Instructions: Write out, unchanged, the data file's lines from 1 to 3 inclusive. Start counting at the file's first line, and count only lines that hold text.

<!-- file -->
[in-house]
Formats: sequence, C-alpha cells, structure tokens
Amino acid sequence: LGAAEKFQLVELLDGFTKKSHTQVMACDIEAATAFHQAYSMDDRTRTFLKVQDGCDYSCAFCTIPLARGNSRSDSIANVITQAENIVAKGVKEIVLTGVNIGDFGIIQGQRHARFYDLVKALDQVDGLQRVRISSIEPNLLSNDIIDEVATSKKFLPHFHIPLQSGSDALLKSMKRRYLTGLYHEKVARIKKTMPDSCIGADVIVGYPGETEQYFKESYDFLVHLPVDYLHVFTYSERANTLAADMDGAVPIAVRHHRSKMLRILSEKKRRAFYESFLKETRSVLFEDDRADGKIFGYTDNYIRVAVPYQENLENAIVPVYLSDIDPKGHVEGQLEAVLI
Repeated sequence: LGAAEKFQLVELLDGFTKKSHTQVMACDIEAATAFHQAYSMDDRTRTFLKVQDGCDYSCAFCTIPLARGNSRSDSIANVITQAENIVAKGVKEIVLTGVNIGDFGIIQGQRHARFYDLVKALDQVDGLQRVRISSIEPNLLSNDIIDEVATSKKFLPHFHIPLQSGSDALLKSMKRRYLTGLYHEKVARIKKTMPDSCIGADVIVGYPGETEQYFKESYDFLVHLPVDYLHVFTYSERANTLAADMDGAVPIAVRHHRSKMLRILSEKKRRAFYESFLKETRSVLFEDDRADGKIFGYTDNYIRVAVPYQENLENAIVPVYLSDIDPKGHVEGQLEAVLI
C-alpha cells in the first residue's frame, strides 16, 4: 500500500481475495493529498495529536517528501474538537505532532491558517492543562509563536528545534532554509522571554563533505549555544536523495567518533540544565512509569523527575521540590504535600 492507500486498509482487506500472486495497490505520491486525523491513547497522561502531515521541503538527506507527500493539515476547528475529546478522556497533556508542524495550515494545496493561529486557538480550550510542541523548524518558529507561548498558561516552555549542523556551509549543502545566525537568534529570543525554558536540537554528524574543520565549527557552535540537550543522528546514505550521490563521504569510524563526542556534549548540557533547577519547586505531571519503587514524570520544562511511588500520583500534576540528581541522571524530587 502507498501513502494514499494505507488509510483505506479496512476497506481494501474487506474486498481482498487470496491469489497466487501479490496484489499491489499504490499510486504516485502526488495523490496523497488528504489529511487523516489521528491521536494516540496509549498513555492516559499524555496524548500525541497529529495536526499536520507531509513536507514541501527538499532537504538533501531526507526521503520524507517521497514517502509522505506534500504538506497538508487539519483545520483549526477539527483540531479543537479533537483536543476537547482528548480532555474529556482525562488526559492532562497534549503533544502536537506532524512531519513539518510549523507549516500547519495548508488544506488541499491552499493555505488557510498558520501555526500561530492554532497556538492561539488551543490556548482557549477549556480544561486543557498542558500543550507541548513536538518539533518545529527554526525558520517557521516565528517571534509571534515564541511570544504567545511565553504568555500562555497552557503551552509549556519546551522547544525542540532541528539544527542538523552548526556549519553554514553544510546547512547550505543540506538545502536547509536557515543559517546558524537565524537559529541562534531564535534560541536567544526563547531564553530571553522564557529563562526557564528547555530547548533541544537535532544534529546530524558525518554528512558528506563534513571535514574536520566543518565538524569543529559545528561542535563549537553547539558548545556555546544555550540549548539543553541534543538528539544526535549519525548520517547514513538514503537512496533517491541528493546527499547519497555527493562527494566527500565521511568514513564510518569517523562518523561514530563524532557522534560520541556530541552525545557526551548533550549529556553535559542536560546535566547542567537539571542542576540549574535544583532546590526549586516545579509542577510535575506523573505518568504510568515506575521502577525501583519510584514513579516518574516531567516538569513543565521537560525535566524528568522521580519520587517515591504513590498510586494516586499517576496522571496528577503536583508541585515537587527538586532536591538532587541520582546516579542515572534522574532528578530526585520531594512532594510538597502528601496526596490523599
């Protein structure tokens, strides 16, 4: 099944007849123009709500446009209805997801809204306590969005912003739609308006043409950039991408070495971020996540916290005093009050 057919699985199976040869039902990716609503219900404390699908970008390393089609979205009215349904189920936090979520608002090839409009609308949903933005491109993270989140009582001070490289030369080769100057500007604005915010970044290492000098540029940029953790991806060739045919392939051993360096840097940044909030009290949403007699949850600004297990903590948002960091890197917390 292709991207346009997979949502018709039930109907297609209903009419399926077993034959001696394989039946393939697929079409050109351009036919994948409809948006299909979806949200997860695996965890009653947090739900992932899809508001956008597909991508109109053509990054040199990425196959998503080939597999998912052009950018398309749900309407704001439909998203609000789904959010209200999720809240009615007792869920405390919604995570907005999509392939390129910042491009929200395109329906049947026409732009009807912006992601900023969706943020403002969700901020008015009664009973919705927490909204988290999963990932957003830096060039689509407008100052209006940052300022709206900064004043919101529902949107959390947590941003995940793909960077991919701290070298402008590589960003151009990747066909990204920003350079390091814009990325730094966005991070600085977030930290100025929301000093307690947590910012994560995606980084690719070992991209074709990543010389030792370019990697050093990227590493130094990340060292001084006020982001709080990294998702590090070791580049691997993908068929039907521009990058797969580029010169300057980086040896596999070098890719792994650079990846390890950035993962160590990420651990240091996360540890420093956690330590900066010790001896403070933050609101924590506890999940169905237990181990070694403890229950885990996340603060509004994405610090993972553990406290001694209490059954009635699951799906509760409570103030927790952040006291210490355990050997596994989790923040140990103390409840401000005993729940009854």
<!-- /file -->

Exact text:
[in-house]
Formats: sequence, C-alpha cells, structure tokens
Amino acid sequence: LGAAEKFQLVELLDGFTKKSHTQVMACDIEAATAFHQAYSMDDRTRTFLKVQDGCDYSCAFCTIPLARGNSRSDSIANVITQAENIVAKGVKEIVLTGVNIGDFGIIQGQRHARFYDLVKALDQVDGLQRVRISSIEPNLLSNDIIDEVATSKKFLPHFHIPLQSGSDALLKSMKRRYLTGLYHEKVARIKKTMPDSCIGADVIVGYPGETEQYFKESYDFLVHLPVDYLHVFTYSERANTLAADMDGAVPIAVRHHRSKMLRILSEKKRRAFYESFLKETRSVLFEDDRADGKIFGYTDNYIRVAVPYQENLENAIVPVYLSDIDPKGHVEGQLEAVLI